The Difference Between AGM and Flooded Batteries

Posted by Crown Battery on May 1, 2020 1:11:22 PM

You most likely operate your vehicle, workplace equipment or renewable energy systems with rechargeable batteries. Rechargeable batteries account for nearly half of all worldwide battery sales. There are many different chemistries -- and to power anything that doesn’t fit in your hand or on your lap, the most popular and proven type of chemistry is the lead -acid battery.

Wet cell or “flooded” batteries and Absorbed Glass Mat (AGM) batteries are both lead batteries and are trusted to power billions of vehicles and hundreds of other applications . They contain an electrolyte solution which causes a chemical reaction and produces electrons. These batteries are recharged when put in contact with a reverse current.

There’s no perfect battery, but there is a right one for your application. Let’s take an objective look at pros and cons to consider.

Flooded/Wet Cell Batteries

Possibly the most “traditional” type of battery, wet (or “flooded”) batteries contain a combination of liquid electrolyte. The liquid in these batteries must be carefully measured and maintained in order for the battery to perform properly.

Pros: Wet Cell batteries are usually the best choice for backup power applications, utility, and grid energy storage.

    • Extended lifespan
    • 100+ years of improvements and proven field use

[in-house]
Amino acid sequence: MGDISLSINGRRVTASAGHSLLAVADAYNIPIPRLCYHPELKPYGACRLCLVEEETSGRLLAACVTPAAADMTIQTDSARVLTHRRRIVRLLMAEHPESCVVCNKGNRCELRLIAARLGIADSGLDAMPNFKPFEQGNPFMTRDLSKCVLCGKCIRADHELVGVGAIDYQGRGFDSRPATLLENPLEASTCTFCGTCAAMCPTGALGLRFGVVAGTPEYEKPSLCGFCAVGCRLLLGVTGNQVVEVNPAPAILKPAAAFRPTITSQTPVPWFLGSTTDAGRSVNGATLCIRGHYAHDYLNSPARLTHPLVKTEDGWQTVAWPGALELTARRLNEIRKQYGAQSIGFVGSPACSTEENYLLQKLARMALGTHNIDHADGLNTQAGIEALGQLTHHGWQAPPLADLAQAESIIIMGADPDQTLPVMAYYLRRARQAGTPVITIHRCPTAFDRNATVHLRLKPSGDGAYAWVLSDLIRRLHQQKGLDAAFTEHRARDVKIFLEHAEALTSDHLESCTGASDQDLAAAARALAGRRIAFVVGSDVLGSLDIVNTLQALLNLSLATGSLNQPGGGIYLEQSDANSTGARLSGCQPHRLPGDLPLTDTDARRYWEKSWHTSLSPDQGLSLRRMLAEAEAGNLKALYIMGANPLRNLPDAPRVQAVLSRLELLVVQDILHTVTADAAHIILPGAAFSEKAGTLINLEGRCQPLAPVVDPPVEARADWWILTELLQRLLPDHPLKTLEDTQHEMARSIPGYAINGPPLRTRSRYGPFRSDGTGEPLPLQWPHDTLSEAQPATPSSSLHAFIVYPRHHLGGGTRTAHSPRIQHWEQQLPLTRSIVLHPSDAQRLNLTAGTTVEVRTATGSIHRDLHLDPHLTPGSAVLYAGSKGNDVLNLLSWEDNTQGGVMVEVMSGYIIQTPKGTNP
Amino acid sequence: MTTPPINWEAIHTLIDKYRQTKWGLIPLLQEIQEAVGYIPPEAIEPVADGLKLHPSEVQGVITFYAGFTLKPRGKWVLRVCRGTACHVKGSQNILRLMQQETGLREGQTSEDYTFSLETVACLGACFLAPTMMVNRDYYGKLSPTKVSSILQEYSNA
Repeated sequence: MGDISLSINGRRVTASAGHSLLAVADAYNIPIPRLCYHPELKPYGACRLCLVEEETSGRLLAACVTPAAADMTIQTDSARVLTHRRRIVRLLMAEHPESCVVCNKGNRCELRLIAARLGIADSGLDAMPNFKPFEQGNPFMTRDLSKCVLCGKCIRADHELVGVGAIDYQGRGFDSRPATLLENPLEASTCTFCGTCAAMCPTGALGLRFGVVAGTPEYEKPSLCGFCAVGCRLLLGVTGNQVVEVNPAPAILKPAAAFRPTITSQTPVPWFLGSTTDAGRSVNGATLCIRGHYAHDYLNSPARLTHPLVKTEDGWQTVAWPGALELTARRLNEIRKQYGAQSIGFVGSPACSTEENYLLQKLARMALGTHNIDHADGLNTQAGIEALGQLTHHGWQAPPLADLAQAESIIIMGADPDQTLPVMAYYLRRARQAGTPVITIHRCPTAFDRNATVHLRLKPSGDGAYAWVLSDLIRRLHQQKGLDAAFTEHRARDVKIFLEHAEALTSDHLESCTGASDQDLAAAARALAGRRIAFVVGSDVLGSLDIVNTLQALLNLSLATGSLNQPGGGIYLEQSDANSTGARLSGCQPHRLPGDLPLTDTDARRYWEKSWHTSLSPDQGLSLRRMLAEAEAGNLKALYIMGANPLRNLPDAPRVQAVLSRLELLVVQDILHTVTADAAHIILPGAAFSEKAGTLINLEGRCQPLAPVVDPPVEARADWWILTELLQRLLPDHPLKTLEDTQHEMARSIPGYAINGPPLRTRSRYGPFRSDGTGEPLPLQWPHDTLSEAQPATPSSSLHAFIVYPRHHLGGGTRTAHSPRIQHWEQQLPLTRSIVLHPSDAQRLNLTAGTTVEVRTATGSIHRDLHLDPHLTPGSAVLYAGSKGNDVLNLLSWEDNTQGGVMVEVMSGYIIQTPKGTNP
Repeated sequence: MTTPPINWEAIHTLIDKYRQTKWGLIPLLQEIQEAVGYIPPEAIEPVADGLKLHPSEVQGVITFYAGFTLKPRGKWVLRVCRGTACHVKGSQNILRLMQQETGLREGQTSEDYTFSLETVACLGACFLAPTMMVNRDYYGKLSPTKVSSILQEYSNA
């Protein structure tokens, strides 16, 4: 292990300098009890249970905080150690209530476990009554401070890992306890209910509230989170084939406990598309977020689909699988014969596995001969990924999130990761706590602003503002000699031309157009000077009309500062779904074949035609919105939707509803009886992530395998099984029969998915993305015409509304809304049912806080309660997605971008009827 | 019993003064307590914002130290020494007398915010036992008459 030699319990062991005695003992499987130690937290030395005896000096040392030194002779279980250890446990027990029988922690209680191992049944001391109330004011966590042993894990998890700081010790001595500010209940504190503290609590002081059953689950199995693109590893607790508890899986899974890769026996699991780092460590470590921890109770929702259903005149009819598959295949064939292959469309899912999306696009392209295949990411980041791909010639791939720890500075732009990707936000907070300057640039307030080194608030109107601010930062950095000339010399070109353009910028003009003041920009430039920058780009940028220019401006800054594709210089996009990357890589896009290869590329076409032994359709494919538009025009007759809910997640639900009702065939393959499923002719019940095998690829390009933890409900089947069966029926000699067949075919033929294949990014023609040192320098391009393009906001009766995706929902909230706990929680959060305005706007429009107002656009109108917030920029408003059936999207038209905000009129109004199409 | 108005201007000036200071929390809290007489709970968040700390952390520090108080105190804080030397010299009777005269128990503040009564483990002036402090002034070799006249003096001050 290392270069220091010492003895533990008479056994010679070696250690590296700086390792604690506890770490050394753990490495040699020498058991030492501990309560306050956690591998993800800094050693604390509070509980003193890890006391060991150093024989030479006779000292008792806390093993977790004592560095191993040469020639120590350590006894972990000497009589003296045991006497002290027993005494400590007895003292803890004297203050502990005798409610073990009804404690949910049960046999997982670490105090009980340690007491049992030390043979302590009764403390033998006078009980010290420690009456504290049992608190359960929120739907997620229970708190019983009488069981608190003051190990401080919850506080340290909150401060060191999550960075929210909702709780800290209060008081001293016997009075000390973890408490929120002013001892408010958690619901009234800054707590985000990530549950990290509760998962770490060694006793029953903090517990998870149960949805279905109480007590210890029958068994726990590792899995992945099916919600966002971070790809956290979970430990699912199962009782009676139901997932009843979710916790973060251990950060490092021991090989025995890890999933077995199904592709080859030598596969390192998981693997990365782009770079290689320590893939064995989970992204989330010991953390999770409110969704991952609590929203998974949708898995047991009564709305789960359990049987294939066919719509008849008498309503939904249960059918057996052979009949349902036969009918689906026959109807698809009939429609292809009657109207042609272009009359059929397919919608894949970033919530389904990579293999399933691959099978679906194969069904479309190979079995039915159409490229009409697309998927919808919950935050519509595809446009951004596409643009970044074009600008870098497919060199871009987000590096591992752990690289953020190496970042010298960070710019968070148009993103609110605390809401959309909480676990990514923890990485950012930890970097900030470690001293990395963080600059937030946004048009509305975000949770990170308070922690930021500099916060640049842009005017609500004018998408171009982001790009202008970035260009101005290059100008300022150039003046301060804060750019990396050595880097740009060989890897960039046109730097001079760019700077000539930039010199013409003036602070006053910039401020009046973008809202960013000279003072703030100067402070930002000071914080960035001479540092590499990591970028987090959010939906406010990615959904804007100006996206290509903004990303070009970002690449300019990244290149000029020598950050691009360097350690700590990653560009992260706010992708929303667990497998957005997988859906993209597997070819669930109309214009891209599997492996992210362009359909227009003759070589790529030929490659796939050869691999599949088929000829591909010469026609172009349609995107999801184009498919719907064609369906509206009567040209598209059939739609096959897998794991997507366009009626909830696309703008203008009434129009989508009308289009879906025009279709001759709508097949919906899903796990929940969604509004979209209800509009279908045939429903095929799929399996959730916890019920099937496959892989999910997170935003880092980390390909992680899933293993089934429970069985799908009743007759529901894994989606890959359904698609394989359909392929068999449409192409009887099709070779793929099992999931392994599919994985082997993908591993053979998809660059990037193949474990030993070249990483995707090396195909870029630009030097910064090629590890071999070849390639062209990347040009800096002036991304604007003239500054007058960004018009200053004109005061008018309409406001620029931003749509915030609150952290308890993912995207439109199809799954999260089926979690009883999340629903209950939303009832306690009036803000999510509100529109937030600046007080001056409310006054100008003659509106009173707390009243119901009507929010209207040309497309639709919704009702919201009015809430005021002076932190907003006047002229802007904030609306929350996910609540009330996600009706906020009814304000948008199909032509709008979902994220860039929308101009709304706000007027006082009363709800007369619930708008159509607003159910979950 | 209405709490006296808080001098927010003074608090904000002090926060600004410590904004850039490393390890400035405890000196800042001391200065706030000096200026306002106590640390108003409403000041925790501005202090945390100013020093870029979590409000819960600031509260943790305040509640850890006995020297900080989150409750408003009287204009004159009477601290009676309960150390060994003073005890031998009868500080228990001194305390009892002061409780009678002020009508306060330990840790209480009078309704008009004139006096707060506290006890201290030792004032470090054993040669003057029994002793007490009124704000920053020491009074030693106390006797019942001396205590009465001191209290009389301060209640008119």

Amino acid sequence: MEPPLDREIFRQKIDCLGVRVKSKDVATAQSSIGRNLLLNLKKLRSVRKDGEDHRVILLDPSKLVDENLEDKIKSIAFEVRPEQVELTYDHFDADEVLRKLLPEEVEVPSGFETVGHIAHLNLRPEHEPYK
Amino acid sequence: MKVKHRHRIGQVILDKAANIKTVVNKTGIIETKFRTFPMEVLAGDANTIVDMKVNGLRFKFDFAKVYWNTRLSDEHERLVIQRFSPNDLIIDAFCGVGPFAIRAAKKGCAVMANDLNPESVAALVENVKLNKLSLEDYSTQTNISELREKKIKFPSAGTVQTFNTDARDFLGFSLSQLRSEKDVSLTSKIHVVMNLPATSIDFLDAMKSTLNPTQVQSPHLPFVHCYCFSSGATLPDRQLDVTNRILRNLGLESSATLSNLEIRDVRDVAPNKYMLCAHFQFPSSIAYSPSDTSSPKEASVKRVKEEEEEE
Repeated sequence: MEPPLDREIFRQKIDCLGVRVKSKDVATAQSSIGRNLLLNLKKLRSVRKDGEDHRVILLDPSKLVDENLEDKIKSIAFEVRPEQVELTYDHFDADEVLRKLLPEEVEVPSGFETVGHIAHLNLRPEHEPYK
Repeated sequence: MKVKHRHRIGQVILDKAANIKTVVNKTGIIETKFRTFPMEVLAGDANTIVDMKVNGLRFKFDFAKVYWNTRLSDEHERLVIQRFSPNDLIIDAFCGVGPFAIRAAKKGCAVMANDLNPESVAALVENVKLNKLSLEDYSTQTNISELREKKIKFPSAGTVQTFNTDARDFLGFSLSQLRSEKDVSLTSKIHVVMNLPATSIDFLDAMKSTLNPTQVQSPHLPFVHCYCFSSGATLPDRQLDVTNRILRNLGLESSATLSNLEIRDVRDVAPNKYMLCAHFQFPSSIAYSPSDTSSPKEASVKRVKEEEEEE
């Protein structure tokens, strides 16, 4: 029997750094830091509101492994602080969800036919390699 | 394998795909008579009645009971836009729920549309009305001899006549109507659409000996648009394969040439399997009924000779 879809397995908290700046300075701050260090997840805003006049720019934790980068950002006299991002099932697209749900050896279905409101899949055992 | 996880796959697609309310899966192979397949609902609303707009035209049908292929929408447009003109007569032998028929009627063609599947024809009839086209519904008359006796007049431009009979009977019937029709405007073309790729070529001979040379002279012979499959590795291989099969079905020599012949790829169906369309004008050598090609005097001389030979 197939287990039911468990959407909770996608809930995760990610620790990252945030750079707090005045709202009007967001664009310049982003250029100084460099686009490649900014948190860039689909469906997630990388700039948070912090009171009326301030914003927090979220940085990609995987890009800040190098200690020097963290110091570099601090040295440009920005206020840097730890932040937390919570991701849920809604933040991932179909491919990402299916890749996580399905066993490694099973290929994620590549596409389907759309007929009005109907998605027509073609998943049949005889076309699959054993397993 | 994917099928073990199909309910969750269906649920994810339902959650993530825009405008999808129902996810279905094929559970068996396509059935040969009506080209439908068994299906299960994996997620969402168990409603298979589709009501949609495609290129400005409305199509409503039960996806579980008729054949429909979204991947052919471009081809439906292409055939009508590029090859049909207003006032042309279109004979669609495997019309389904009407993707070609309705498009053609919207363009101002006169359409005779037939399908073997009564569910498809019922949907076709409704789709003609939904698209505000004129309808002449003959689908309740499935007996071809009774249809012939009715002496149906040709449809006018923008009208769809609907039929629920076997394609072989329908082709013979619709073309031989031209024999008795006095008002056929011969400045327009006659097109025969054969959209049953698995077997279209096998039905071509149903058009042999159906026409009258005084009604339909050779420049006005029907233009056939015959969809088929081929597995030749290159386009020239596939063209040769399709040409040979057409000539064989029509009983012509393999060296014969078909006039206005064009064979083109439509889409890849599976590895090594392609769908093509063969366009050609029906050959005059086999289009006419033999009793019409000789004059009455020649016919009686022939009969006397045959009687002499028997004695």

• Highest ROI and lowest operating costs (50% - 90% less expensive than other chemistries
    • Easy maintenance

Cons:

    • Requires periodic inspection and maintenance. 
    • Can be inadvertently damaged in forceful movement.
    • Extreme climates may have a greater effect on battery life due to evaporation or freezing.

While flooded batteries do require some maintenance, if taken care of properly this battery type will last longer than many of their counterparts.

Absorbed Glass Mat (AGM)

First used in military applications for extreme reliability and near-zero maintenance, AGM batteries offer several advantages.

AGM batteries can often be found in off-grid power systems including environmentally friendly renewable energy systems like wind and solar power. They are also great for electric vehicle service and uninterrupted power supply systems, as well as robotics and some ATVs and motorcycles.

Pros

    • Maintenance free
    • Long service life
    • High current delivery
    • Extremely low-maintenance: Does not require watering service, which lowers operating costs
    • Can perform better than flooded batteries in applications where maintenance is difficult to perform
    • Can be installed sideways -- electrolyte will remain inside

Cons: 

  • Take care when charging; over- and under charging can affect life and performance
  • Limit discharge to 50% of battery capacity for best reliability
  • Often higher up-front cost than lead-acid batteries (often 3X+ cheaper than lithium-ion, though)

What makes AGM batteries different?

They contain a special glass mat separator that wicks the electrolyte solution between the battery plates. This material’s design saturates the fiberglass with electrolyte – and stores the electrolyte in a “dry” or suspended state, rather than in free liquid form.

As the battery works, electrolyte is transferred from the glass mat to battery plates as required.  The mat contains enough electrolyte for the battery to deliver its full capacity and – should the battery case become damaged or the battery is tipped on its side – its electrolyte will not spill.

 

Have more questions about which battery is right for you?

Crown Battery Spring Startup Guide

Tags: SLI Batteries, Battery Maintenance, Battery Cost